MITCHELL’S JAYS’ VIEW: Similar to Freeman, the Jays won’t be in on any cold-corner-only players with Vladdy Jr. around and it’s hard to make a case for adding a DH-type bat. 
16. SP Justin Verlander, Astros
Individual ranking
PHILLIPS’ FITS: Justin Verlander hasn’t appeared in a game since July of 2020. He underwent Tommy John surgery and missed all of this season. That might mean the end for most 38 year-old pitchers but not Verlander. The two-time Cy Young award winner has rehabbed and is working his way back to the mound. He was extended the qualifying offer from the Houston Astros, but indications are that there may be enough interest to garner a multi-year deal. He recently threw a bullpen session in front of 20 teams and may get multi-year offers. The Yankees, Red Sox, Angels, Giants, Astros, Tigers, Rangers, Phillies, Mariners, Blue Jays and Cardinals will all kick the tires. The Giants need to rebuild their pitching staff. They will like the short-term nature of the deal and sign Verlander for two years/$40 million plus incentives.  
MITCHELL’S JAYS’ VIEW: The Jays were one of many teams watching the soon-to-be 39-year-old’s showcase in Florida this week and the fit is almost perfect. He has a qualifying offer attached to him and there’s all sorts of risk for a pitcher at his age coming off Tommy John surgery, but those who saw him throw said the stuff was crisp and it was essentially vintage Verlander. If Verlander is interested in joining former teammate George Springer in Toronto, the Jays will push hard, and a short-term deal might work for both parties.
17. OF Kyle Schwarber, Red Sox
Individual ranking
PHILLIPS’ FITS: Kyle Schwarber’s value has always been more about his offence than defence. He is a slugger who takes his walks too. Schwarber, 28, only played 113 games in 2021 due to a lingering hamstring injury but still hit 32 home runs between Washington and Boston. Interestingly, he crushed the baseball (.291/.435/.522) while still recovering from the hamstring issue and learning to play first base. He is a subpar defender no matter where he plays. He is a big power-hitting left-handed bat that has performed well in the postseason. If the universal DH is part of the game moving forward, then there will be plenty of clubs interested in Schwarber. He will get four years/$68 million from the Minnesota Twins.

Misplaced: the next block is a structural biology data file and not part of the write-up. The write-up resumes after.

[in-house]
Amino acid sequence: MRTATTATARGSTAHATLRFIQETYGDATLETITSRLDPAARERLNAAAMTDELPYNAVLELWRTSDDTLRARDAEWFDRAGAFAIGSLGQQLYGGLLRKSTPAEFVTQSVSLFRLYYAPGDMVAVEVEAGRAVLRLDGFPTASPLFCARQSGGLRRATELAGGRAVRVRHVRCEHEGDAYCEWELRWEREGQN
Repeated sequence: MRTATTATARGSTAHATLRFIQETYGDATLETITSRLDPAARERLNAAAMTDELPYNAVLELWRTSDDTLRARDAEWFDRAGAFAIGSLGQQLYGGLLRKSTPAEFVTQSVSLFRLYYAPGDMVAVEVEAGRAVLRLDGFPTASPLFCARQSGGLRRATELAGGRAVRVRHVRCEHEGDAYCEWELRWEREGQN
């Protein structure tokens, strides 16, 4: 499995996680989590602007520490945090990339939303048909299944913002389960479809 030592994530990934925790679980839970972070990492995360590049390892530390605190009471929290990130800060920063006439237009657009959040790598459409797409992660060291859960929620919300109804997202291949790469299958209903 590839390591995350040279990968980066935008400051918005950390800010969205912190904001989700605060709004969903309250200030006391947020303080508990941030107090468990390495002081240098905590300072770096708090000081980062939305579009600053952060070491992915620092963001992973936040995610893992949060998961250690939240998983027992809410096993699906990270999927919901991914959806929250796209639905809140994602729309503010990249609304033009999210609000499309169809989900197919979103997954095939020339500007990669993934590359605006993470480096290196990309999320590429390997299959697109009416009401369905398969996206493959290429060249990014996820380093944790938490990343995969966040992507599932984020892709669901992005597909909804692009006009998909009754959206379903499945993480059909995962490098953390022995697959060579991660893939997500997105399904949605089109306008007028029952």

MITCHELL’S JAYS’ VIEW: The Jays would have to trade an outfielder to start dabbling in the corner outfielder market, but there’s no doubt Schwarber’s lefty bat and significant pop would fit. The 28-year-old picked a great time to run up a career-best 145 wRC+.
18. 2B/OF Chris Taylor, Dodgers
Individual ranking
PHILLIPS’ FITS: Chris Taylor, 31, is much like Kris Bryant. He can play every day at one position or every day at multiple positions. He is a manager’s best friend, as he solves problems. Wherever there is an injury, he is the solution. He can play anywhere on the field except pitcher and catcher. Plus, he is an above-average hitter. Taylor has pop in his bat (20 HR), and he can run (13 SB). He has shown the ability to elevate his game in the big moments It will be interesting to see if the market treats him like a starter or a super utilityman. He is a fit for the White Sox, Dodgers, Giants, Mariners, Mets, Phillies, Guardians, and Tigers. I think he should take the QO, but he won’t and will get three years and $36 million from the Phillies.